Union Mill, Cranbrook

Union Mill, Cranbrook

The mill with traditional sails restored
Mill location The Hill, Cranbrook, Kent
Grid reference TQ779359
Operator(s) Kent County Council
Year built 1814
Purpose Corn mill
Type Smock mill
Storeys Three-storey smock
Base storeys Four-storey base
Smock sides Eight-sided
Number of sails Four
Type of sails Double Patent sails
Windshaft cast iron
Winding fantail
Fantail blades Eight
Auxiliary power Steam 1863 - 1919
Gas engine 1919 - 1954
Electric motor since 1954
Number of pairs of millstones Three pairs
Size of millstones 4 feet (1.22 m),
4 feet 4 inches (1.32 m) and 4 feet 6 inches (1.37 m) diameter.
Other information The tallest smock mill in the United Kingdom.

Union Mill is a Grade I listed[1] smock mill in Cranbrook, Kent, England, which has been restored to working order. It is the tallest smock mill in the United Kingdom.[2]


Union Mill was built in 1814 by Cranbrook millwright James Humphrey for Mary Dobell and was initially worked by her son Henry. Mrs Dobell was declared bankrupt in 1819 and the mill was taken over by a union of her creditors, and thus gained its name. The mill was sold to John and George Russell in 1832, remaining in the Russell family for five generations until it was purchased by Kent County Council in 1957 after the retirement of the last miller.[3]

Restoration commenced on 18 June 1958 and was completed in 1960, costing a total of £6,000. Rex Wailes presided over the official reopening of the mill.[4] In 1994 the fantail was blown off during a storm, damaging the sails as it fell and landing on a parked car.[5] In November 2010, the mill was repainted by a team from WallWalkers, who abseiled down the mill to access the smock, as an alternative to using scaffolding to surround the mill whilst the work was undertaken.[6]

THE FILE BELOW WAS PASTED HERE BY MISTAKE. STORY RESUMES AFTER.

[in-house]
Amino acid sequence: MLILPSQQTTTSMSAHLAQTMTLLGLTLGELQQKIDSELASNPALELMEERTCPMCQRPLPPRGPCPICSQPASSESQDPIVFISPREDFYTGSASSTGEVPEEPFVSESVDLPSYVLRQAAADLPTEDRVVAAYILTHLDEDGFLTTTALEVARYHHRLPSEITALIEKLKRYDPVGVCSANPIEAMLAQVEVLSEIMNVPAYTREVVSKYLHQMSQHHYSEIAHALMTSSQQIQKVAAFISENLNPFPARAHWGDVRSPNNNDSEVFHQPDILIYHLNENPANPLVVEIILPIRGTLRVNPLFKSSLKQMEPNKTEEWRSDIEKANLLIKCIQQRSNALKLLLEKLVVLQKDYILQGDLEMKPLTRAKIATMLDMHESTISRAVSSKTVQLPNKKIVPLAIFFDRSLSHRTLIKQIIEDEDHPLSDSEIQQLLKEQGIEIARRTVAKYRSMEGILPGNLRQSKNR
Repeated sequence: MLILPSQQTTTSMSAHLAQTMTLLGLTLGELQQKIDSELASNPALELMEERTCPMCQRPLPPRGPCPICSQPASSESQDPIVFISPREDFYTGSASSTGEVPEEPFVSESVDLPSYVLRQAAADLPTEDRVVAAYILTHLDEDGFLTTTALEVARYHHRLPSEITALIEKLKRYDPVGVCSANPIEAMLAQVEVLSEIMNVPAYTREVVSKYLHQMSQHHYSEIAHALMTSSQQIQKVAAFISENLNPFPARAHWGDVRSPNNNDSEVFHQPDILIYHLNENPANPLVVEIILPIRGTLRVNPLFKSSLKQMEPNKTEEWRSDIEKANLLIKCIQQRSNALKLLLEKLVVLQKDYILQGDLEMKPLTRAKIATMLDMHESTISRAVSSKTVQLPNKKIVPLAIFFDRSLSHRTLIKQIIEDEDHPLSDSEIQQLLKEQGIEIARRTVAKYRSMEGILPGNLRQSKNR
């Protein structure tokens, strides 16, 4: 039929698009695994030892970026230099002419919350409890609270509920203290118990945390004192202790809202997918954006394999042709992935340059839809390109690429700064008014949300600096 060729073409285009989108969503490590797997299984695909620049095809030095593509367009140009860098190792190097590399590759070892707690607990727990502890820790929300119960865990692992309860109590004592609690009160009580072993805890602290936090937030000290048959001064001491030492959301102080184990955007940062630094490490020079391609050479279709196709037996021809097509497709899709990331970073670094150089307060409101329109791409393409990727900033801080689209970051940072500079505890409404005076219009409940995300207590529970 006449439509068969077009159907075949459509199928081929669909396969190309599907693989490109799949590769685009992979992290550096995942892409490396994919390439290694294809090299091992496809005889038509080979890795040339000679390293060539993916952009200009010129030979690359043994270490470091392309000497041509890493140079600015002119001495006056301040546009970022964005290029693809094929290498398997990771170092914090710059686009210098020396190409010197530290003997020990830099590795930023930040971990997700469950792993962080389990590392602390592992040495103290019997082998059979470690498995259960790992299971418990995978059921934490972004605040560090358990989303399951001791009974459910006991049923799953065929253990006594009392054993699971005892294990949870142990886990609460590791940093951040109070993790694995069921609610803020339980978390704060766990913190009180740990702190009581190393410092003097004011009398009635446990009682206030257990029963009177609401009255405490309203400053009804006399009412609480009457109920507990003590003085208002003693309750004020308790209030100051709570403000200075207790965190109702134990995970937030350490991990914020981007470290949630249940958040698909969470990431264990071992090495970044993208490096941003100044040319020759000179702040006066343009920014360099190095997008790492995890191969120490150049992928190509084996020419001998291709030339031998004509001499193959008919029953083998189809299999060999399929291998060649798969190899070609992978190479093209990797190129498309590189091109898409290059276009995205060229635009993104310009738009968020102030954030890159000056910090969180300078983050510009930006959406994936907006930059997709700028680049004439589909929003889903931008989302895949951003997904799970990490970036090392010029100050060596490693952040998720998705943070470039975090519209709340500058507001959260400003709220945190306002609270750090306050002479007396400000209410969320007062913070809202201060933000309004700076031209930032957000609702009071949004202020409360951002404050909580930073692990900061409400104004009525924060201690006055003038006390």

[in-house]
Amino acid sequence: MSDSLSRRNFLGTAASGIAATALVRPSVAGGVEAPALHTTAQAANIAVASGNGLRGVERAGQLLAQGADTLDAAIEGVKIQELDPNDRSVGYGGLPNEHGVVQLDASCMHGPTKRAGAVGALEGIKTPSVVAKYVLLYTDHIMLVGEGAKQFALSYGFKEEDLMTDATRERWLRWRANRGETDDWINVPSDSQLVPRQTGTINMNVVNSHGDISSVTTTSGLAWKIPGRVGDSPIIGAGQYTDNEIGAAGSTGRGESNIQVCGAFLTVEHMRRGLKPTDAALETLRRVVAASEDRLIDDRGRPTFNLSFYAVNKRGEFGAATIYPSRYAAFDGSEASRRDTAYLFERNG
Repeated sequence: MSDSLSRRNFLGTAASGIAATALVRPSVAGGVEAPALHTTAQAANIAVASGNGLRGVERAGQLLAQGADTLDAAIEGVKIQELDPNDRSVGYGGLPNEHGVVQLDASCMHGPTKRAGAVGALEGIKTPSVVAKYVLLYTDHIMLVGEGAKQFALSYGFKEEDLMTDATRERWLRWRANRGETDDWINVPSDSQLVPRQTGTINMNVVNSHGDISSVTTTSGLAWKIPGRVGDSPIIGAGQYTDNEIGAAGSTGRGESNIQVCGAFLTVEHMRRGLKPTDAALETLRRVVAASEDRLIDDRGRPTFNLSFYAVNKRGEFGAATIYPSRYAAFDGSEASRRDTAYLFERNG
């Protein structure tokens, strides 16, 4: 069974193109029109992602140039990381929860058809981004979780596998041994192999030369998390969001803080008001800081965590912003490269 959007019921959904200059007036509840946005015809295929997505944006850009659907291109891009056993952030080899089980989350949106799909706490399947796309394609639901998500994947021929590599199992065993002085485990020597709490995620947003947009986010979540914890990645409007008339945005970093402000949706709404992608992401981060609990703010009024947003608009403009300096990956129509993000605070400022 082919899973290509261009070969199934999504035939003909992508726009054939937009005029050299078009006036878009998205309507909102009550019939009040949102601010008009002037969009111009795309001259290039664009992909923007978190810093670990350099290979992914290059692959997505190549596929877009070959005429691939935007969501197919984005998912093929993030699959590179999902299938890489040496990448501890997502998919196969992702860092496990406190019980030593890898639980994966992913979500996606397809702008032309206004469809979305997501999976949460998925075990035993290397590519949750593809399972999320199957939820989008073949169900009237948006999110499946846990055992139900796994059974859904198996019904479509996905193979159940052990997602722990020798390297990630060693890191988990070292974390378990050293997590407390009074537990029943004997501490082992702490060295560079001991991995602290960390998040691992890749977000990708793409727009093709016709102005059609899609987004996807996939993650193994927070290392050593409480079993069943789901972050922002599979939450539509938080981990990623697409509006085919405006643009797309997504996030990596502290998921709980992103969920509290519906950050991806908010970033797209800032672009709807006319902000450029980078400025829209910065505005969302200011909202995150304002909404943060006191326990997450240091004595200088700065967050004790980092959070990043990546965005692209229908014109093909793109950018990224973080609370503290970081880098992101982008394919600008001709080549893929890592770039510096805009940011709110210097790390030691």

The mill is seven storeys tall, with a three-storey smock on a four-storey brick base, which consist of basement, ground, first and second floors. It cost £3,500 to build in 1814. The overall height to the cap roof is 72 feet (21.95 m).[2] The mill was originally built with Common sails and a wooden windshaft, with a wide stage. In 1840, Samuel Medhurst,[7] the Lewes millwright, fitted a cast-iron windshaft, and patent sails,[3] which span 68 feet (20.73 m).[8] The internal wooden machinery was also replaced with cast iron.[5] George Warren,[4] the Hawkhurst millwright fitted a fantail a few years later, giving the mill its current appearance. A 10 horsepower (7.5 kW) steam powered beam engine by Middleton of Southwark, Surrey, was added in 1863, along with an extra pair of millstones from a steam mill in Smarden.[8] In 1880, the wooden stage was replaced with a narrower one of iron, as the wide one was not needed with patent sails. This work was carried out by Warren.[9] The beam engine was replaced in 1890 by a rotary steam engine made by Clarke's of Ashford. This was unsatisfactory and was replaced with a Fowler horizontal steam engine after a year or two. This engine was replaced by a suction gas engine in 1919.[8] Second hand sails from Sarre Windmill were fitted in 1920.[10] In the 1920s, a pair of sails was bought from Beacon Mill, Benenden for re-erection on the mill, but they proved not to be suitable. A pair of 4 feet (1.22 m) diameter millstones from Beacon Mill was installed in the mill about this time.[11] The mill also had a pair of 4 feet 4 inches (1.32 m) diameter French Burr millstones and a pair of 4 feet 6 inches (1.37 m) Peak millstones.[8] The mill worked for a few years longer powered by a gas engine, but had ceased milling by the early 1930s,[9] but milling was restarted again. The gas engine was replaced by an electric motor in 1954.[4]